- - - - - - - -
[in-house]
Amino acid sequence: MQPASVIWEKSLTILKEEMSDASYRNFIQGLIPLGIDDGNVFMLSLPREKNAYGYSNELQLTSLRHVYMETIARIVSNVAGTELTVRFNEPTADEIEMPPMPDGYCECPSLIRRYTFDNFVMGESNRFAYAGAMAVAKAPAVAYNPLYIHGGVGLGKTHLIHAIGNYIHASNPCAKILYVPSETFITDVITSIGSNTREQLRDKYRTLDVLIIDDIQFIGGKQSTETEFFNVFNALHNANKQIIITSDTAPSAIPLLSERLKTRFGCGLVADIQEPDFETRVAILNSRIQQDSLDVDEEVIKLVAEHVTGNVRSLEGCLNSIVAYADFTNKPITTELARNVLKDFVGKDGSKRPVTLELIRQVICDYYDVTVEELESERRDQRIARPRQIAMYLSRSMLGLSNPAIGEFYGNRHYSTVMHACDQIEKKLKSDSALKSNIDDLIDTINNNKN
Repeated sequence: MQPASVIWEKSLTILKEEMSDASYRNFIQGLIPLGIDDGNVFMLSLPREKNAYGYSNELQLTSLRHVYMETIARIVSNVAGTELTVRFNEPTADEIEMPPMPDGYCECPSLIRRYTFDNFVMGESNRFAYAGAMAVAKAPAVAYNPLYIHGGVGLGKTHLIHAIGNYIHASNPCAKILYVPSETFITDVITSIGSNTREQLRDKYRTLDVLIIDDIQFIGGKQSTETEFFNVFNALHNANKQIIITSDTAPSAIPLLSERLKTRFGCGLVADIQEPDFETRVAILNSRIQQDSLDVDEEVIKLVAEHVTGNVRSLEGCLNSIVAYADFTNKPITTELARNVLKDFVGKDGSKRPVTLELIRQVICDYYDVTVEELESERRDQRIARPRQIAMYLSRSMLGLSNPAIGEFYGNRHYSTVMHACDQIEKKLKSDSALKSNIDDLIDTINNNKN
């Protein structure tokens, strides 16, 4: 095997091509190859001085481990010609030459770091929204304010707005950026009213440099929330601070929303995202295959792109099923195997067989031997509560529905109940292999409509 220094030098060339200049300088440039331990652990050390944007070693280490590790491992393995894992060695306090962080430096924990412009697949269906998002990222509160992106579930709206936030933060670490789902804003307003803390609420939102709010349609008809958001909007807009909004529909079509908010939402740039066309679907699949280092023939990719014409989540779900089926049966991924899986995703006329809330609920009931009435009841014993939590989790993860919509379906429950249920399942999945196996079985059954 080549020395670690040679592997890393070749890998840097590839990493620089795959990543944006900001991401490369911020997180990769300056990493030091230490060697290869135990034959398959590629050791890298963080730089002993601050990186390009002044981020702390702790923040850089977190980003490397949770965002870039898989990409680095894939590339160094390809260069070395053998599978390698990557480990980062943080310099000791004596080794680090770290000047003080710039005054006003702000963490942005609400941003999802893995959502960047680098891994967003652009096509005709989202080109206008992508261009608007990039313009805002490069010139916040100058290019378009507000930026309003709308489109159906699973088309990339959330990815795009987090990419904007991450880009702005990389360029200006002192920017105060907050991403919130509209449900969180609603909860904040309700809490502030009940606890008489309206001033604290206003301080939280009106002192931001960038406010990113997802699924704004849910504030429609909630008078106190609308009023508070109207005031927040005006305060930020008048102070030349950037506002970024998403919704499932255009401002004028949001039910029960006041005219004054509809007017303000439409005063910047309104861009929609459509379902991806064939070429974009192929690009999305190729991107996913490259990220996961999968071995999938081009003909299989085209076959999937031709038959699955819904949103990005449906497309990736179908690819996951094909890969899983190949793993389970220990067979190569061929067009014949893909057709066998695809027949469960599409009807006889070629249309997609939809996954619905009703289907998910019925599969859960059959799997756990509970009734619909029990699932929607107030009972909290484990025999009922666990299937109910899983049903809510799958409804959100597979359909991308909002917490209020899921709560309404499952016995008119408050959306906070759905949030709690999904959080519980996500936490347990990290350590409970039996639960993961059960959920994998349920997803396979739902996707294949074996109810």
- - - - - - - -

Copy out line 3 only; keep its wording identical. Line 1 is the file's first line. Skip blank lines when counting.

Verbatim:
Repeated sequence: MQPASVIWEKSLTILKEEMSDASYRNFIQGLIPLGIDDGNVFMLSLPREKNAYGYSNELQLTSLRHVYMETIARIVSNVAGTELTVRFNEPTADEIEMPPMPDGYCECPSLIRRYTFDNFVMGESNRFAYAGAMAVAKAPAVAYNPLYIHGGVGLGKTHLIHAIGNYIHASNPCAKILYVPSETFITDVITSIGSNTREQLRDKYRTLDVLIIDDIQFIGGKQSTETEFFNVFNALHNANKQIIITSDTAPSAIPLLSERLKTRFGCGLVADIQEPDFETRVAILNSRIQQDSLDVDEEVIKLVAEHVTGNVRSLEGCLNSIVAYADFTNKPITTELARNVLKDFVGKDGSKRPVTLELIRQVICDYYDVTVEELESERRDQRIARPRQIAMYLSRSMLGLSNPAIGEFYGNRHYSTVMHACDQIEKKLKSDSALKSNIDDLIDTINNNKN